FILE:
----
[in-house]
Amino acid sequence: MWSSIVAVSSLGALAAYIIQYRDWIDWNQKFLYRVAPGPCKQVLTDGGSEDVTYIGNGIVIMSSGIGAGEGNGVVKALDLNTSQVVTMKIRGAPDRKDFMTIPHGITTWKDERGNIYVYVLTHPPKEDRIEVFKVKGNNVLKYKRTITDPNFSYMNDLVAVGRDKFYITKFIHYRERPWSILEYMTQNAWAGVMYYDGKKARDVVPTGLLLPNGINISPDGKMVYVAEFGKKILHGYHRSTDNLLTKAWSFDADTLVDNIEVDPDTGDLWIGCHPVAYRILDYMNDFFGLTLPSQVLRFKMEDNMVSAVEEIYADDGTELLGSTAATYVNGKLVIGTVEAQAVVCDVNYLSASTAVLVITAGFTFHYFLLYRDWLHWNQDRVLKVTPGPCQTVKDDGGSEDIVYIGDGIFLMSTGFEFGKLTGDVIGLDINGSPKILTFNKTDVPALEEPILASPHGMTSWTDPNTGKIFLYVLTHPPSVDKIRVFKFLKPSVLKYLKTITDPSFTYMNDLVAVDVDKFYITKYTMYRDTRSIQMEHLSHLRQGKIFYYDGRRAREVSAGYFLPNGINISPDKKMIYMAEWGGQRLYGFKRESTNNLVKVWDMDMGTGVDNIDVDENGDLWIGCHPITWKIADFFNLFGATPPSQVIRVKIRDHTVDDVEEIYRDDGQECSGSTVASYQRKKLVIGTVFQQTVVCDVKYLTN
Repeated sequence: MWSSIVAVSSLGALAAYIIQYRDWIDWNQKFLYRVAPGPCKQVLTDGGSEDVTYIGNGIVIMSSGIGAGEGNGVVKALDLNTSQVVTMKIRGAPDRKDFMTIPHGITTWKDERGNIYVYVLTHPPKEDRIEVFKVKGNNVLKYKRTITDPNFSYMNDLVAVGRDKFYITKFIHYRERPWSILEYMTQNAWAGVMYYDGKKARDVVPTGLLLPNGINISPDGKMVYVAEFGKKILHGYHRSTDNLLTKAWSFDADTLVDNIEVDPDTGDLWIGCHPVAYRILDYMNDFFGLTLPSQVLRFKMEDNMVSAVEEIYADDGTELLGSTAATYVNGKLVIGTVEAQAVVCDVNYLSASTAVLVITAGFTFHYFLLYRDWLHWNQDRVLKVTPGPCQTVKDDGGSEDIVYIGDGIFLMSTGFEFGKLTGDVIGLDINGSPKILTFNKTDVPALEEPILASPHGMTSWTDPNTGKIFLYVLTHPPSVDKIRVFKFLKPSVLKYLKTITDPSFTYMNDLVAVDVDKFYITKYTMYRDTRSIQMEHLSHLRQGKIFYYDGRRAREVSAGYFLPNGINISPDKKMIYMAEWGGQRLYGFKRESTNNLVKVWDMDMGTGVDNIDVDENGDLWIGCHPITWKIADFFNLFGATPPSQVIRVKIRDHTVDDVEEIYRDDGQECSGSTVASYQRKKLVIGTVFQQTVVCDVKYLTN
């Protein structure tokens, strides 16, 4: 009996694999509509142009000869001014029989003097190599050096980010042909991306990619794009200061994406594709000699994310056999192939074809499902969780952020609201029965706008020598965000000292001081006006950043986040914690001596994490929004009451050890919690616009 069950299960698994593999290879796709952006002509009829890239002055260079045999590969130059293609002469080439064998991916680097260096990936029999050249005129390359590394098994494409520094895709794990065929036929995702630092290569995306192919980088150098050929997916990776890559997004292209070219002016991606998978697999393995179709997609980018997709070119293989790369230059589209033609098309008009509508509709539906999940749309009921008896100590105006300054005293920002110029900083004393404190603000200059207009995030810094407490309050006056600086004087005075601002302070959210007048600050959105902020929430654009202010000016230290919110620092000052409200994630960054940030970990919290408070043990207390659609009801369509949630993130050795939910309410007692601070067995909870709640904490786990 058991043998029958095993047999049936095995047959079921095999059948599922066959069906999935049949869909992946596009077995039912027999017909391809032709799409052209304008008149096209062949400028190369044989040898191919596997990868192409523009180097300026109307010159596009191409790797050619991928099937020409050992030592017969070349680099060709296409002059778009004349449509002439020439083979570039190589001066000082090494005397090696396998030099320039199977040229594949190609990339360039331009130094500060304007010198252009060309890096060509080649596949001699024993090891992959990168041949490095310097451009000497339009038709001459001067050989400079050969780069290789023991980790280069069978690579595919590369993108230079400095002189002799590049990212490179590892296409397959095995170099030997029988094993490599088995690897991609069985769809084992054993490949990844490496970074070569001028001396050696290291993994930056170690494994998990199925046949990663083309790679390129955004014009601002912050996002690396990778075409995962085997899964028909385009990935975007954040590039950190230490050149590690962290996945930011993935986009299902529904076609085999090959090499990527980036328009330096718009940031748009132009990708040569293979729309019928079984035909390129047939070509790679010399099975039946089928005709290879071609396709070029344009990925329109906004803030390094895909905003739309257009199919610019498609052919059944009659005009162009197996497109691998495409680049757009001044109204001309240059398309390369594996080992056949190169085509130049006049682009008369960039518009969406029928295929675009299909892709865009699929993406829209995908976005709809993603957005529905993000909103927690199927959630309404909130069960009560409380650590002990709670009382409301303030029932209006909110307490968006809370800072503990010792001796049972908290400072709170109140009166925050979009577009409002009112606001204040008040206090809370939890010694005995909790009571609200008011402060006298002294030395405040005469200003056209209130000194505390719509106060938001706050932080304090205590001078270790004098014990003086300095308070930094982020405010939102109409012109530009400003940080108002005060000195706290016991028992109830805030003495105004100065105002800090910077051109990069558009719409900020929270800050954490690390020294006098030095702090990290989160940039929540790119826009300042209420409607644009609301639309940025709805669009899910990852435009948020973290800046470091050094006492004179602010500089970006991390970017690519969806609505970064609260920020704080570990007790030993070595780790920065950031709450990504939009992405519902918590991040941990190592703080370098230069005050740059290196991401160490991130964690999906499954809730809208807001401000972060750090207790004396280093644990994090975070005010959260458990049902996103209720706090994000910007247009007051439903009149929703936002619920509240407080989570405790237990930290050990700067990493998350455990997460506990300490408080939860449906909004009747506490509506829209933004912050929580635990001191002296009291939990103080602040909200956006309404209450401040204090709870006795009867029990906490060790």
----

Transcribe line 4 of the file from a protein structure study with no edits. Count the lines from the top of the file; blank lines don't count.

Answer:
């Protein structure tokens, strides 16, 4: 009996694999509509142009000869001014029989003097190599050096980010042909991306990619794009200061994406594709000699994310056999192939074809499902969780952020609201029965706008020598965000000292001081006006950043986040914690001596994490929004009451050890919690616009 069950299960698994593999290879796709952006002509009829890239002055260079045999590969130059293609002469080439064998991916680097260096990936029999050249005129390359590394098994494409520094895709794990065929036929995702630092290569995306192919980088150098050929997916990776890559997004292209070219002016991606998978697999393995179709997609980018997709070119293989790369230059589209033609098309008009509508509709539906999940749309009921008896100590105006300054005293920002110029900083004393404190603000200059207009995030810094407490309050006056600086004087005075601002302070959210007048600050959105902020929430654009202010000016230290919110620092000052409200994630960054940030970990919290408070043990207390659609009801369509949630993130050795939910309410007692601070067995909870709640904490786990 058991043998029958095993047999049936095995047959079921095999059948599922066959069906999935049949869909992946596009077995039912027999017909391809032709799409052209304008008149096209062949400028190369044989040898191919596997990868192409523009180097300026109307010159596009191409790797050619991928099937020409050992030592017969070349680099060709296409002059778009004349449509002439020439083979570039190589001066000082090494005397090696396998030099320039199977040229594949190609990339360039331009130094500060304007010198252009060309890096060509080649596949001699024993090891992959990168041949490095310097451009000497339009038709001459001067050989400079050969780069290789023991980790280069069978690579595919590369993108230079400095002189002799590049990212490179590892296409397959095995170099030997029988094993490599088995690897991609069985769809084992054993490949990844490496970074070569001028001396050696290291993994930056170690494994998990199925046949990663083309790679390129955004014009601002912050996002690396990778075409995962085997899964028909385009990935975007954040590039950190230490050149590690962290996945930011993935986009299902529904076609085999090959090499990527980036328009330096718009940031748009132009990708040569293979729309019928079984035909390129047939070509790679010399099975039946089928005709290879071609396709070029344009990925329109906004803030390094895909905003739309257009199919610019498609052919059944009659005009162009197996497109691998495409680049757009001044109204001309240059398309390369594996080992056949190169085509130049006049682009008369960039518009969406029928295929675009299909892709865009699929993406829209995908976005709809993603957005529905993000909103927690199927959630309404909130069960009560409380650590002990709670009382409301303030029932209006909110307490968006809370800072503990010792001796049972908290400072709170109140009166925050979009577009409002009112606001204040008040206090809370939890010694005995909790009571609200008011402060006298002294030395405040005469200003056209209130000194505390719509106060938001706050932080304090205590001078270790004098014990003086300095308070930094982020405010939102109409012109530009400003940080108002005060000195706290016991028992109830805030003495105004100065105002800090910077051109990069558009719409900020929270800050954490690390020294006098030095702090990290989160940039929540790119826009300042209420409607644009609301639309940025709805669009899910990852435009948020973290800046470091050094006492004179602010500089970006991390970017690519969806609505970064609260920020704080570990007790030993070595780790920065950031709450990504939009992405519902918590991040941990190592703080370098230069005050740059290196991401160490991130964690999906499954809730809208807001401000972060750090207790004396280093644990994090975070005010959260458990049902996103209720706090994000910007247009007051439903009149929703936002619920509240407080989570405790237990930290050990700067990493998350455990997460506990300490408080939860449906909004009747506490509506829209933004912050929580635990001191002296009291939990103080602040909200956006309404209450401040204090709870006795009867029990906490060790």